Has the vast scale of human change to our planet instigated a new period of geological time, and if so, when did it start? Nick Scroxton from the UCD School of Earth Sciences explores the Anthropocene in the first in a new series of pieces developed and curated by the Earth Institute Associate Member Committee
Humans are changing our planet at a rate and scale rarely seen before in the Earth’s history. 70% of the Earth’s ice-free land surface has been modified by humans. Animal species are going extinct at a rate that rivals the great Mass Extinction events of Earth history. All the while, 13 trillion tons of carbon dioxide have been released into the atmosphere by the burning of fossil fuels. The extra carbon dioxide in the atmosphere has raised global temperatures by 1.1°C, causing extreme flooding, droughts, storms, and forest fires.
Human activity has overridden natural and geological processes on the Earth, leaving behind a mark on every system on the planet. For example, we move more sediment per year in boats and trucks for construction than all the world’s rivers put together. These changes could last for tens of thousands of years. So large are our impacts that scientists are debating whether we have created a new period of geological time. They are calling it the “Anthropocene”.
Dawn in the Anthropocene. Photo credit: crugerbrant
Earth Scientists have long divided up the 4.6-billion-year history of the Earth into different units. These units distinguish times with very different conditions and help build a picture of the processes and changes that have shaped our planet. Some of these units you might have heard of. For example, the Jurassic period (201-145 million years ago) is famous for its dinosaurs. Or the Pleistocene Epoch (2.58 million years ago to 11.7 thousand years ago), with ice ages, sabre-tooth tigers, and prehistoric humans. We currently live in the Holocene Epoch, which started 11,700 years ago at the end of the most recent ice age and has a warm, but not hot, stable climate.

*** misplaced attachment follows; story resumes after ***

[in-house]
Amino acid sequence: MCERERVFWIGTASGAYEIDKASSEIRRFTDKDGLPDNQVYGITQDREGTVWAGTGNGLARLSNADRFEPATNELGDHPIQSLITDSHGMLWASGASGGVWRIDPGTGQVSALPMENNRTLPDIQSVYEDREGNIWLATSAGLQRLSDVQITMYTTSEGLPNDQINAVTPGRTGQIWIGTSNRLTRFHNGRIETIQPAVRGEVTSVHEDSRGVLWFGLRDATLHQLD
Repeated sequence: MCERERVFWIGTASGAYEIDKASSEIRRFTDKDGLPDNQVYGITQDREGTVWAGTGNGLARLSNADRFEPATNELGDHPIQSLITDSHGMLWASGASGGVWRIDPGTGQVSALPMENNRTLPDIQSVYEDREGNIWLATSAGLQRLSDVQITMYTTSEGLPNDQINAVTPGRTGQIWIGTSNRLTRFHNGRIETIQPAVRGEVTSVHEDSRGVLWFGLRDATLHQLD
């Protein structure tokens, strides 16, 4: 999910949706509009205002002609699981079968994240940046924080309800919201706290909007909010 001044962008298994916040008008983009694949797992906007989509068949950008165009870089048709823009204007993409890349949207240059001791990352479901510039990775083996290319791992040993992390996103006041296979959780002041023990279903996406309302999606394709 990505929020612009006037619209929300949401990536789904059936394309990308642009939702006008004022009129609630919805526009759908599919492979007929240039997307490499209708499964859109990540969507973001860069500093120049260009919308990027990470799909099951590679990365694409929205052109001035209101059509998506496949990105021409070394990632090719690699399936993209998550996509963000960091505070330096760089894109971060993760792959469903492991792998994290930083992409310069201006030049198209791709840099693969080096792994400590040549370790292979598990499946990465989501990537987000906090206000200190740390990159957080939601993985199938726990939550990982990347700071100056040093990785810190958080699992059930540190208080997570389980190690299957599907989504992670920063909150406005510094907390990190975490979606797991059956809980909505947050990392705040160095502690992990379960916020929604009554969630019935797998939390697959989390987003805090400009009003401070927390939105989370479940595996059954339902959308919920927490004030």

These units of time are separated by markers known as golden spikes. They really exist as metal discs drilled into rock units around the world to denote the precise point in the rock record when one unit of time ended, and another began. The placement of these markers is subject to significant debate. If we are now in Anthropocene, then the big question is: when did it start?
To answer this question, we need to find out when did humans first leave an indelible mark on the planet? Some argue that the beginning of the Anthropocene is the same as the beginning of the Holocene. 11,700 years ago saw humans begin building temples and permanent homes, and domesticating crops and animals. Some scientists even believe we have been impacting global climate since then through the release of methane from rice farming.